cs646, Fall 2014

cs646, information retrieval
James Allan
Fall 2014

CMPSCI 646 is a graduate-level course in Information Retrieval, the science and engineering of indexing, organizing, searching, and making sense of unstructured or mostly unstructured information, particularly text. The class focuses primarily on the underlying models used for effective search and organization, but includes some discussion of efficiency concerns.

For Fall 2014, cs646 is using the University Moodle system. Most of the information on this page is repeated in the class' Moodle site. Your UMass userid and password will be required for access. Guest access is possible; the password will be announced in class.

Registering for Fall 2014?

Enrollment in the class has already reached the capacity of the classroom. If you are interested in taking the class, you may request an override using the on-line overrides form. You will receive an acknowledgement message that indicates when you will be notified of a decision.

You are also welcome to come to the first class to get a better sense of the class. Once students drop the class (and it is likely that a few will), students who have requested an override will be admitted until the class fills again.


The following topics will be covered, though the order will be determined in part by student needs and interests:

Meeting times

The course will meet for two lectures a week: Tuesday and Thursday afternoons, 2:30-3:45pm, in the Computer Science Building, room 140. That building is located smack in the middle of B2 on this map.)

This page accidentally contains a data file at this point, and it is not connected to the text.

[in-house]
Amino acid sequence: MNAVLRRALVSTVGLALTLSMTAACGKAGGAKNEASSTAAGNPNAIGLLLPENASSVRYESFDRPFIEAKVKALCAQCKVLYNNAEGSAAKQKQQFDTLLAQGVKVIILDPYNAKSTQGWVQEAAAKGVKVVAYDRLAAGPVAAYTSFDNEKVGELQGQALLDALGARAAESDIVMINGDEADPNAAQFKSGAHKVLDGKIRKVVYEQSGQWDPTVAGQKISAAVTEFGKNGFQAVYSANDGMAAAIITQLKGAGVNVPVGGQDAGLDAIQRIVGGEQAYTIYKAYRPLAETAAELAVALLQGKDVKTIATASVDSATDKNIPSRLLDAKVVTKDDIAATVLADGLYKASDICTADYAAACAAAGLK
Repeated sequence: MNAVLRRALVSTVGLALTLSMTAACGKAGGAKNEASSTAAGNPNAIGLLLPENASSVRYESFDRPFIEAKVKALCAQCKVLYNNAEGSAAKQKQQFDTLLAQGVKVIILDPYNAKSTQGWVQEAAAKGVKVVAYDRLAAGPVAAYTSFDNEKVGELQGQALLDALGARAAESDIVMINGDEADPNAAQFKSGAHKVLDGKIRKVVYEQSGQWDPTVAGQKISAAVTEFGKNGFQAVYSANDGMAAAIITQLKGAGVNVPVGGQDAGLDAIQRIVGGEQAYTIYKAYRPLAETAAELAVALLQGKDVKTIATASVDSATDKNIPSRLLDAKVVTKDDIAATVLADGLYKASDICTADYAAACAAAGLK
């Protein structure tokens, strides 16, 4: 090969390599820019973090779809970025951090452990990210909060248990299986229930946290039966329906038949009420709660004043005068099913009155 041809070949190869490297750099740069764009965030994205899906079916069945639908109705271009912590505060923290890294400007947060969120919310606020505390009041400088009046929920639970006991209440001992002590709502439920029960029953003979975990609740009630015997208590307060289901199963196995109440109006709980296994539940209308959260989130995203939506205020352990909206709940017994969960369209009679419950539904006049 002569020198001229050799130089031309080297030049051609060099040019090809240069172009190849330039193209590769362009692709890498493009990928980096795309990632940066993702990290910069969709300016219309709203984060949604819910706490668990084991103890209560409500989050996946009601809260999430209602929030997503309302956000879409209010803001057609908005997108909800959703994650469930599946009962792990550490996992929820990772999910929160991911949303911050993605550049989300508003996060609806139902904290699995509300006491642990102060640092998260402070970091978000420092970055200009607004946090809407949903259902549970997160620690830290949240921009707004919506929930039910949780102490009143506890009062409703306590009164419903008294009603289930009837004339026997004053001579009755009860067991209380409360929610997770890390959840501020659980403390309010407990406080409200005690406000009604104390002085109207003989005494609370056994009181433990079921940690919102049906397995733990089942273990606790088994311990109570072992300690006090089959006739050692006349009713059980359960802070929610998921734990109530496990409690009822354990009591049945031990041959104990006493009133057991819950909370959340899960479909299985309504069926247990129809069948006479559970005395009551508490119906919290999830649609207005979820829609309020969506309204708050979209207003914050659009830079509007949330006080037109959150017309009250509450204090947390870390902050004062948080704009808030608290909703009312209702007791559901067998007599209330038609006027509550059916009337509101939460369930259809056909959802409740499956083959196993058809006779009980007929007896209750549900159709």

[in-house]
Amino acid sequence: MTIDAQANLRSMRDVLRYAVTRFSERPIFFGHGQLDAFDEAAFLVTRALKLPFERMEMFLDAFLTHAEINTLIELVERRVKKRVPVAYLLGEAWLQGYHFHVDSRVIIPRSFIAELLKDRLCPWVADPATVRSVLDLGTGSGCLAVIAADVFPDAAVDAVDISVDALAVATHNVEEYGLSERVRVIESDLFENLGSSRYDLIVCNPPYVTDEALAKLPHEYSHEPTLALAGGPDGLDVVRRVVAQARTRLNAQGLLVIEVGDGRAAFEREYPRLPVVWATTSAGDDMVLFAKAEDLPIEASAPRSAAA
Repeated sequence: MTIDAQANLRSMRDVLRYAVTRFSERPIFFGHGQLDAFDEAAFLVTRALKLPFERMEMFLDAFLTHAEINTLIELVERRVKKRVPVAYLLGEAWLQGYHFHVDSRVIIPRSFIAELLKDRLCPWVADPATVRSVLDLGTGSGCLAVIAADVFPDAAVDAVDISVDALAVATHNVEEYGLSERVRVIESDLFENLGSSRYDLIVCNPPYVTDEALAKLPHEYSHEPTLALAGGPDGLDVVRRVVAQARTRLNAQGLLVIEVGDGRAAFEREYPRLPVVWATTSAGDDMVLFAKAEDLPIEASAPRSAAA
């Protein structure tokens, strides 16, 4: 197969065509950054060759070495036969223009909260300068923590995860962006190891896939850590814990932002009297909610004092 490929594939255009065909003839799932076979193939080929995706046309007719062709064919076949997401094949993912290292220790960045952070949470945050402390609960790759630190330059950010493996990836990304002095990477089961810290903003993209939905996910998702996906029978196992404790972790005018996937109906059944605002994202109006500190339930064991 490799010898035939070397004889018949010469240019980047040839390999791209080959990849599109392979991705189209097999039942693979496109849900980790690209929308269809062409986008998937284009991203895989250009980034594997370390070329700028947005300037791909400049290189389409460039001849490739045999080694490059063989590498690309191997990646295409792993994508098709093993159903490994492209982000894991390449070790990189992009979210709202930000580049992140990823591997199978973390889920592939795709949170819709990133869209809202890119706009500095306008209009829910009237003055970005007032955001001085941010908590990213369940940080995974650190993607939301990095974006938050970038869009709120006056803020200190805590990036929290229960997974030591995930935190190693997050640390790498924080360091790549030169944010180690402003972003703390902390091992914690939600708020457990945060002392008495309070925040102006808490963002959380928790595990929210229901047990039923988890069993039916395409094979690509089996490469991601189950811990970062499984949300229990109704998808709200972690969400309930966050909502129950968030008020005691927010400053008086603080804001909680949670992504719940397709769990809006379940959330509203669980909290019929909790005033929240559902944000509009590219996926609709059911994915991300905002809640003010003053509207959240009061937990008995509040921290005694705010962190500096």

The following texts are recommended for this course. You should definitely acquire at least one of them.

Assignments and exams

Your grade in this class will be based upon the following:

Collaboration and help

You may discuss the ideas behind assignments with others. You may ask for help understanding class and IR concepts. You may study with friends. However...

The work that you submit must be your own. It may not be copied from the web, from another student in the class, or from anyone else. If you stumble upon and use a solution from the textbook or from class, you are expected to acknowledge the source of the work (for example, "// The following way of solving this problem is on page 215 of the textbook").

Your effort on exams (mini or final) must be your own.

Your homework submissions must be your own work and not in collaboration with anyone.

Your project work must be your own work and not a copy of someone else's work, nor done in collaboration with anyone.